Tuesday, November 13, 2007

Bang bang bang

Had three bang bang bang nice things happen on one day. I dropped the car off at the garage in the village to get the new tyre put on and went round to have tea with the little old lady who used to live along this row. She moved because she does not drive and she was on her own up here and wanted more independence. "Didn't want to be a burden" - (I am so being a burden when I get old. A big one. I am looking forward to it.) I go down occasionally for tea and cherry cake with occasional cherries. I had only been a couple of days before but she lives near the garage so I walked across and rang the bell. She came to the door and she looked so pleased to see me standing there on her mat. That is it. That was the first nice thing. The tea and cake and chat were all good too but it was her smile when she saw me. I put it in my pocket and I am keeping it. When I went back to the garage to pick up the car and pay, the garage owner who is a strong silent type told me I had done for the tyre "good and proper" driving it home after I realised I had a flat. I shrugged. I said: "What can you do? I was in the middle of nowhere. I had the baby. I didn't have my phone. My husband was away in London so he couldn't have done anything. I had exactly the same thing a couple of weeks ago and it took forever until someone passed by who could help." As I say, this man is the quiet type. With oily fingers, he rifled through some paperwork and pulled out a couple of business cards and said: "Keep them in the car. You can always call us and we'll come and get you sorted." I mean how good is that? Last time the RAC would not even come out to me and the AA could not find me. I am tempted to have a microchip embedded in my ear and let him track me with satellite technology 24/7. Then I got home and had to ring the farmer who owns the fields hereabouts because I wanted to know whether he used names for the fields and if he did whether they were the historic ones. As it turns out some of the names are the same and some of them have changed a little in the past 240 years: what was Dinner Flatts is Dundee Flatts; Garner Flatts, Gardiners and Wheat Riggs, Wheat Ridge. He told me this and then said: "We're away for a couple of days but when we get back, we'll ring you and come round for supper." I think I live here.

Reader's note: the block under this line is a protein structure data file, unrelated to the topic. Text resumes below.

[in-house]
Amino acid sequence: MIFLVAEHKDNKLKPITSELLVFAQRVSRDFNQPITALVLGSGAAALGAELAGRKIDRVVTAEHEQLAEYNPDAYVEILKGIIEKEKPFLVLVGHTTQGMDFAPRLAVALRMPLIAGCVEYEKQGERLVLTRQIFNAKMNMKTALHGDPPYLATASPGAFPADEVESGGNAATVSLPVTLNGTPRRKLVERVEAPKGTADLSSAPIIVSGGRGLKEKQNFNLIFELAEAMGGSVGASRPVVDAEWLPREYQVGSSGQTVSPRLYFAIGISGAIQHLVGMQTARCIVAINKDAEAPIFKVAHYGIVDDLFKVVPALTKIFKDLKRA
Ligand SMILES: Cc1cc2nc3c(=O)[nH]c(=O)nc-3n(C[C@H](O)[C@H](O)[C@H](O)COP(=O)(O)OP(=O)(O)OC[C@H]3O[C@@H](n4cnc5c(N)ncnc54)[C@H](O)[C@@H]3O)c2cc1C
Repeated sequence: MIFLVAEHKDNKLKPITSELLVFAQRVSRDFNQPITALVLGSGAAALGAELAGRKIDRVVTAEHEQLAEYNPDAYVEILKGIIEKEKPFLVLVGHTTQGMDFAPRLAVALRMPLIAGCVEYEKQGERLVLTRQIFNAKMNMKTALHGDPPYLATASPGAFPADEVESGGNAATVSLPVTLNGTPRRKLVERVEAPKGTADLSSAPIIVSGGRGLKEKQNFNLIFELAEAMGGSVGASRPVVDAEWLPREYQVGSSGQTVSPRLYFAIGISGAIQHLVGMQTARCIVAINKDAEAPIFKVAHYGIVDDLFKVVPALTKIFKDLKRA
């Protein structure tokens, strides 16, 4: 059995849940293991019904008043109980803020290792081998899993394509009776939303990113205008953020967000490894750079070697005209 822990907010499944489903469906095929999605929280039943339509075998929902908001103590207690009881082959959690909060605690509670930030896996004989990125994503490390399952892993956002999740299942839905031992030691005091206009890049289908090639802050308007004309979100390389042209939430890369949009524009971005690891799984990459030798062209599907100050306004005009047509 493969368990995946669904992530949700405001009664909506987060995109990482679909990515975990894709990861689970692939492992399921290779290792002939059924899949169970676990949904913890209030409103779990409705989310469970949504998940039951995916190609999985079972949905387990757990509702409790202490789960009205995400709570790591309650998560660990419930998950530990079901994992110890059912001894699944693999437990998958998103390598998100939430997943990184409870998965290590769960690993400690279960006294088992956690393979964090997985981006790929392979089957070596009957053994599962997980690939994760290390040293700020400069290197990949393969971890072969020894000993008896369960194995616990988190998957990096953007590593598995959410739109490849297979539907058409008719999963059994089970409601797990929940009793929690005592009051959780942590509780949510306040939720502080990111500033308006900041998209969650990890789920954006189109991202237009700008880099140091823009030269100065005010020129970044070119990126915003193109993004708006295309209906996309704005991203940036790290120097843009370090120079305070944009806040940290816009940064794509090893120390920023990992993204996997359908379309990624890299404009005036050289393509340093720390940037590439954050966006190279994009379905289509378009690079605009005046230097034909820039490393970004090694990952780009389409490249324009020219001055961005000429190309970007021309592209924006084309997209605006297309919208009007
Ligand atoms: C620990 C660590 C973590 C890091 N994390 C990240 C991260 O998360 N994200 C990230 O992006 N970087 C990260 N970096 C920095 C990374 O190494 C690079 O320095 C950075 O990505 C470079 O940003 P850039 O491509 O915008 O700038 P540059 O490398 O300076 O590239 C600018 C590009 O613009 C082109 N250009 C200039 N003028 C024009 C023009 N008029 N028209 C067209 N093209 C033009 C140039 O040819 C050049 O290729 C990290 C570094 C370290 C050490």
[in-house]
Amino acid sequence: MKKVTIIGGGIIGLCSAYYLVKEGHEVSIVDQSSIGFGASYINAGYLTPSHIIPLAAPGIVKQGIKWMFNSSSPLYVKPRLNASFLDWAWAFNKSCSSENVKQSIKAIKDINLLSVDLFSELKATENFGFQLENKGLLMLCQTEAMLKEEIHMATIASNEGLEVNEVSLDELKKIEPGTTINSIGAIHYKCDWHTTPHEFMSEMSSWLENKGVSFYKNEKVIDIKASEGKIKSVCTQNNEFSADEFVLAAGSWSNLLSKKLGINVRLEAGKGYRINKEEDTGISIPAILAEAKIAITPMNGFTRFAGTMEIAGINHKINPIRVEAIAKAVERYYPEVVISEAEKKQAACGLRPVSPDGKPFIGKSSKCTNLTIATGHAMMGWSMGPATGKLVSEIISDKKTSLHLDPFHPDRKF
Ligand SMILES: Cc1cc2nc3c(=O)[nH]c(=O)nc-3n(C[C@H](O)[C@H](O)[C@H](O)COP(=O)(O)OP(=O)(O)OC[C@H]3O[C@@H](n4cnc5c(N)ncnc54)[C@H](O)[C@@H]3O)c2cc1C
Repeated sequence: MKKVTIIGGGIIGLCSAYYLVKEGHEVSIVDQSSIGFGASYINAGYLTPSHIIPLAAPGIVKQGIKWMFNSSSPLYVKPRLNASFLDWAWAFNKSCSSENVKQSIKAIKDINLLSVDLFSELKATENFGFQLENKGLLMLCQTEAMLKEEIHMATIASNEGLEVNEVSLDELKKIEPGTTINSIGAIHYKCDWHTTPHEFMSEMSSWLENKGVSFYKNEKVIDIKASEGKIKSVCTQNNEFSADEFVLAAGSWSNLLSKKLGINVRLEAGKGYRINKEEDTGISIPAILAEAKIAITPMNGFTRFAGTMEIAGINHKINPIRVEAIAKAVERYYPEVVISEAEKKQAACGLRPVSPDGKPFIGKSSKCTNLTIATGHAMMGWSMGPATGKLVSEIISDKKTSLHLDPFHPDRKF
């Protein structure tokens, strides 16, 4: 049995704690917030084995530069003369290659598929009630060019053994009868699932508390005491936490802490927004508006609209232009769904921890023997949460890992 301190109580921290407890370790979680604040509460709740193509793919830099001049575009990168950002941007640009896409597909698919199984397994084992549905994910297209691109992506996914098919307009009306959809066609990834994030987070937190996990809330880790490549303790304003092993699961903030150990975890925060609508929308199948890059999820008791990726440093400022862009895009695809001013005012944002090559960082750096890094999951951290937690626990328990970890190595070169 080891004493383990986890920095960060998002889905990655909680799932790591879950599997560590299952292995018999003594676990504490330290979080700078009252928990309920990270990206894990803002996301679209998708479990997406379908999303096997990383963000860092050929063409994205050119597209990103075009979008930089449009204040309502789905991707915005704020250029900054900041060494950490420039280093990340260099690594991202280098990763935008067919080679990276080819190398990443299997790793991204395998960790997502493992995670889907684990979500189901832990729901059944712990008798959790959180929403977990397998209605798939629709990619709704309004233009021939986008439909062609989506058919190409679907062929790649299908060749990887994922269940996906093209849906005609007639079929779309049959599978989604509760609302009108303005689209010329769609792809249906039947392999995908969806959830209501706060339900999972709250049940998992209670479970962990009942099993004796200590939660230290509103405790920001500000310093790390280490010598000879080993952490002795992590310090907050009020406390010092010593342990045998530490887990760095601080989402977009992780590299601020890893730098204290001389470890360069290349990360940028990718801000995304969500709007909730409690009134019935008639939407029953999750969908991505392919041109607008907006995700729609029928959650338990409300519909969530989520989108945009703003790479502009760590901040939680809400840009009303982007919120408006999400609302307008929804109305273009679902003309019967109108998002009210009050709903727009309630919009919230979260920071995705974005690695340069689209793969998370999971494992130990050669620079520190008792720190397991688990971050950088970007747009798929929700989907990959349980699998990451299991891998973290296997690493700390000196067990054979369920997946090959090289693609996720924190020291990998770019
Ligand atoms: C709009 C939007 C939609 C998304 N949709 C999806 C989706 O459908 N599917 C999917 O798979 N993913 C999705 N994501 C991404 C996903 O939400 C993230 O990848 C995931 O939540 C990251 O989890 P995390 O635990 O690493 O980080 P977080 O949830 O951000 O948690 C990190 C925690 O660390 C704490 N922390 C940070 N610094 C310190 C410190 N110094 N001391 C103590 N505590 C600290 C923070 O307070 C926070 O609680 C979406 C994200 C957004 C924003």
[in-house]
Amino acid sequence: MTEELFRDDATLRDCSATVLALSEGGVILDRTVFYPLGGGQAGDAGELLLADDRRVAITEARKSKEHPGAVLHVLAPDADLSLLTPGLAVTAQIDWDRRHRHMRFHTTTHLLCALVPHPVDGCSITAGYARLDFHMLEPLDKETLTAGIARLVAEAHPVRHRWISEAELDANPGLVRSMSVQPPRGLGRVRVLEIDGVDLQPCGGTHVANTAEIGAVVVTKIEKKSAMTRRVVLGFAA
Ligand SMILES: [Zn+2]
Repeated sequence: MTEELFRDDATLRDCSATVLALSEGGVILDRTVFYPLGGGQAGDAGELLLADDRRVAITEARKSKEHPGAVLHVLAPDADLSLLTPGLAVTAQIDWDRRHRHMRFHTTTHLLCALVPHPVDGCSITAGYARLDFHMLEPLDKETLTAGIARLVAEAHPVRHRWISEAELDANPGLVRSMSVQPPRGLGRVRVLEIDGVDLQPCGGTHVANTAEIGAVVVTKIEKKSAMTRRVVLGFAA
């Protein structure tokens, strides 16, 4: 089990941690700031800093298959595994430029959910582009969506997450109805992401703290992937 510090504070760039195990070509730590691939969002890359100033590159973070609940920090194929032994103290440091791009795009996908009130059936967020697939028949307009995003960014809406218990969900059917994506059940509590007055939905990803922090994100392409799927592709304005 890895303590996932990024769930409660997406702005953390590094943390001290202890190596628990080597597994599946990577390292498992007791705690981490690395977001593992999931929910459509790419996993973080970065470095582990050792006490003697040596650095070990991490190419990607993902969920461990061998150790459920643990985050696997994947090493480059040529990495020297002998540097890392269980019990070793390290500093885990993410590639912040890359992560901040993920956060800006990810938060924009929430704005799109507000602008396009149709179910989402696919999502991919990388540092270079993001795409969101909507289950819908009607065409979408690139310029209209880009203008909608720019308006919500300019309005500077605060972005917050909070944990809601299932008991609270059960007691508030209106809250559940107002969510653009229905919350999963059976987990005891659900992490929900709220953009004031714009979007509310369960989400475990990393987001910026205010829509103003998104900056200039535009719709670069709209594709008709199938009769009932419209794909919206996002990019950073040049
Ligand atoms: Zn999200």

23 comments:

Norman said...

Nice when you find you've become part of the neighbourhood, ennit.
Northiumberland is now home to you.

Swearing Mother said...

Good stuff WITN! What lovely folk, supper invite AND cherry cake. A treble whammy if ever there was one.

Mopsa said...

See, see?? it's WONDERFUL in the country. Just don't tell anyone.

Crystal Jigsaw said...

Lovely neighbours. The old lady sounds so sweet. But I think I might be annoying when I'm old. We're all okay up here, really. You should never be stuck for somewhere to go for a cuppa. No cherry cake here though, I'm afraid.

Glad you had a good day.
Crystal xx

aims said...

My aunt - who is 89 - had to attend a funeral near me and is now visiting for two weeks.

She has inspired me to begin a story which is going to be titled - "When I Get Old - I Am Going To Wear Shark's Teeth"

You probably get the picture.......

mebridle said...

Hooray for you!

Iota said...

There you are you see.

Stinking Billy said...

I recognise the garage owner from your brief description. He is pure gold. Stick with him.

The Grocer said...

Now if that old lady's cherry cake is short on cherries you need to get your hands on a Heatherslaw Cherry Madeira, available from you know where. Cherries in abundance, all year. Would be suitable gratitude for the smile.